Air Dams - A Question

Discussion in 'Fast Electric Forum' started by Graham Humphrey, Feb 1, 2013.

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  1. Feb 1, 2013 #1

    Graham Humphrey

    Graham Humphrey

    Graham Humphrey

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    Hey Folks:

    I understand how air dams will help a catamaran keep it's nose down, but I am wondering about tunnels or hydros. Does anyone run an air dam on either of these hull types? Does it help or not?

    Also, even on a cat, what vertical height should be used? Is there a width-to-height of dam ratio or something?

    Thanks for any advice you can share on this topic :)

    Graham H

    Ontario, Canada
     
  2. Feb 1, 2013 #2

    Grimracer

    Grimracer

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    Graham,

    I have never used an Airdam on a cat or tunnel but have installed them on sport hydro. Realy its all about less air. A blunt leading edges also helps.

    Grim
     
  3. Feb 1, 2013 #3

    Martin Hamilton

    Martin Hamilton

    Martin Hamilton

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    Cant speak for hydros etc but on cat hulls the dam is set 2" in from the front of the tunnel going full width. Some use things like lexan angle hanging down around 1/2" whilst i know some use auto wiper blade rubber, again hanging down held on with double sided tape. Some thing as simple as a large plastic drinking straw held on with electrical tape running along its length is also very effective & works well. Anything that breaks the air flow really.
     
  4. Feb 2, 2013 #4

    jwo

    jwo

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    A airdam moves the center of lift farther to the rear. As the air passes under the hull it creates lift. When an airdam is installed it efectivly moves the point where the air contacts the bottom of the hull creating lift. The deeper the airdam is the farther back the lift is. A trick thing we did to our 2.5 mod was add a foot operated airdam under the hull. slower speeds dam up higher speeds dam down. From the great mind of Ron Jones sr. It really worked well. If your hull is sponson walking at speed start with a 1/2" deep about a 1/2" behind the leading edge. You will see a dramatic difference. If blowing the rear out of the water starts to happen trim it down to get the ride you are looking for.

    They dont keep the nose down rather they bring the rear up.
     
    Last edited by a moderator: Feb 2, 2013
  5. Feb 2, 2013 #5

    Old Sloppy

    Old Sloppy

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    isn't an air dam actually "adding drag" ?

    would adjusting the CG % be a better answer ?

    Harry
     
  6. Feb 3, 2013 #6

    jayt

    jayt

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    The airdam is a spoiler which creates turbulence under an air compression hull. The turblulence it produces kills the lift generated under the hull - or at least substantially reduces it. Yes, it does add aerodynamic drag, but who cares if you can't stay on the water without it? Moving the CG does not really address the problem because it only redistributes the weight - and can make a blow off much more damaging. A certain hull setup will have a maximum speed defined by the lift produced at that speed; when the lift and weight are balanced the boat stays down and goes fast, but more speed means more lift and away we go! To go faster with that hull (and stay on the water) you need to either add weight (OMG!) or reduce the lift. The latter can be best done by re-designing the entire hull to reduce the overall lift. Obviously it is a lot easier to add an air dam.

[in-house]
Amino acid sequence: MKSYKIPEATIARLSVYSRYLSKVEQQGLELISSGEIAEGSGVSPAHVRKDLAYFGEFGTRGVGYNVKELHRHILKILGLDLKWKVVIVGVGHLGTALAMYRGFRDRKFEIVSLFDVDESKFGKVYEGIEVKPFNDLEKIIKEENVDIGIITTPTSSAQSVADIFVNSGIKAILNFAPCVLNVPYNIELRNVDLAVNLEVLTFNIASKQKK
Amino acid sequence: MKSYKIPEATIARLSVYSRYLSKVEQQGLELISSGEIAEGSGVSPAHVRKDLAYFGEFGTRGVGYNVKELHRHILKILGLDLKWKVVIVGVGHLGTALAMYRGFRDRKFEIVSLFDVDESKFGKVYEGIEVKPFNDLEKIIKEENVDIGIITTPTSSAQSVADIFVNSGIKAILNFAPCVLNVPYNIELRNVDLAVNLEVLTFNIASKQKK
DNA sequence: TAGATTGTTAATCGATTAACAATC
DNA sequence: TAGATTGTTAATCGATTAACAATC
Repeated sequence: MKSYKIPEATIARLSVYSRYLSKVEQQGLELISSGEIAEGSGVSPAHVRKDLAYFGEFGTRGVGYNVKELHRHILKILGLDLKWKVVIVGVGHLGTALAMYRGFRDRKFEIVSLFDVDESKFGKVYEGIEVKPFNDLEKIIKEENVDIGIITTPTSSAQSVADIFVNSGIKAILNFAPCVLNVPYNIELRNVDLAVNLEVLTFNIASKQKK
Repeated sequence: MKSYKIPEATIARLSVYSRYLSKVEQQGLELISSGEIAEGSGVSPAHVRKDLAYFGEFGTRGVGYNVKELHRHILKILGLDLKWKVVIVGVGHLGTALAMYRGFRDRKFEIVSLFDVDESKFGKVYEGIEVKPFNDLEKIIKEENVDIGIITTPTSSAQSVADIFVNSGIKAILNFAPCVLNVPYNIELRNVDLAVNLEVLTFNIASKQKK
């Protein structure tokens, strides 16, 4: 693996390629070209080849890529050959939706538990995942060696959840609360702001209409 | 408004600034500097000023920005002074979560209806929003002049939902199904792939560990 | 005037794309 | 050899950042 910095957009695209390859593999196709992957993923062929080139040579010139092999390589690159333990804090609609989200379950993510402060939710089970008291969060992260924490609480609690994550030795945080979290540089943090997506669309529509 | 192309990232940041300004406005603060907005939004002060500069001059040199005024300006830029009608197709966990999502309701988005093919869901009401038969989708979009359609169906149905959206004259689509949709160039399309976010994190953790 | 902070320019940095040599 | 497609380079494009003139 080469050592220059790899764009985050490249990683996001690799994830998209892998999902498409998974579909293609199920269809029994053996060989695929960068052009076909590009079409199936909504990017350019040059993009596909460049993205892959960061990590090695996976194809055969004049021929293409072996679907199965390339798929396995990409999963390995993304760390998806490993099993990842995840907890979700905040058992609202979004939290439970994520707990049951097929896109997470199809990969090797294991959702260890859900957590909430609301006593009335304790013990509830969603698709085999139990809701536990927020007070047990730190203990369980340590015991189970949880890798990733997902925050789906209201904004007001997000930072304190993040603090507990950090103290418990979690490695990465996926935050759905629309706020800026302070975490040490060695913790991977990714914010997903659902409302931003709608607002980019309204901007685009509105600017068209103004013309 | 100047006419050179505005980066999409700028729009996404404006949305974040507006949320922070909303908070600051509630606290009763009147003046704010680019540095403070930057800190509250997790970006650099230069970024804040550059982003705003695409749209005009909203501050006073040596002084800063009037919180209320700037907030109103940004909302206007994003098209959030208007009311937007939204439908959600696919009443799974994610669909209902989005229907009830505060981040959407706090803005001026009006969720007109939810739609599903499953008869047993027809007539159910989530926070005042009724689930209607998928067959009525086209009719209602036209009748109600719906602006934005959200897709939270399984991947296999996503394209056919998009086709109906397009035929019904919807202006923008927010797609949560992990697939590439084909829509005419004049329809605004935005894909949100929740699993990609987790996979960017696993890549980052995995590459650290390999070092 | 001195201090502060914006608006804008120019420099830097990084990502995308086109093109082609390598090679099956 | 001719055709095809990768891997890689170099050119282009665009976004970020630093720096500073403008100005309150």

.
     
  7. Feb 3, 2013 #7

    Jerry Muro

    Jerry Muro

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    What would be a good size to start with 1/4" thick across the front of the pickle or round nose? And should it go from inside of sponson to inside of sponson?
     
  8. Feb 3, 2013 #8

    properchopper

    properchopper

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    " A certain hull setup will have a maximum speed defined by the lift produced by that speed....." Really Jay ? The next thing you're going to tell us is that the Emperor has no clothes ;)

    This concept (not the Emperor thing) is one that seems to be rarely understood by far too few boaters and is often frustratingly witnessed in the realm of the enthusiastic ranks of the growing scale offshore cat sport builders. Pushing these hulls past the "maximum (by design) speed " often is an excercise in futility yet persists in spite of gentle (but equally futile) admonishons to that effect.

    Still, to be competative, or to set records, the air dam "band-aid" becomes a necessary evil. I've used wiper blades (my favorite), metal bars with drilled-out holes, or the quick "pit-fix" tape job [which enabled me to set the curent NAMBA P-Ltd Offshore SAW record]. To determine the optimum location for the air dam I use the proven "inter-ocular trauma" technique - I stare at the tunnel and when the correct location for the air dam hits me between the eyes I stick it down.

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    Last edited by a moderator: Feb 3, 2013

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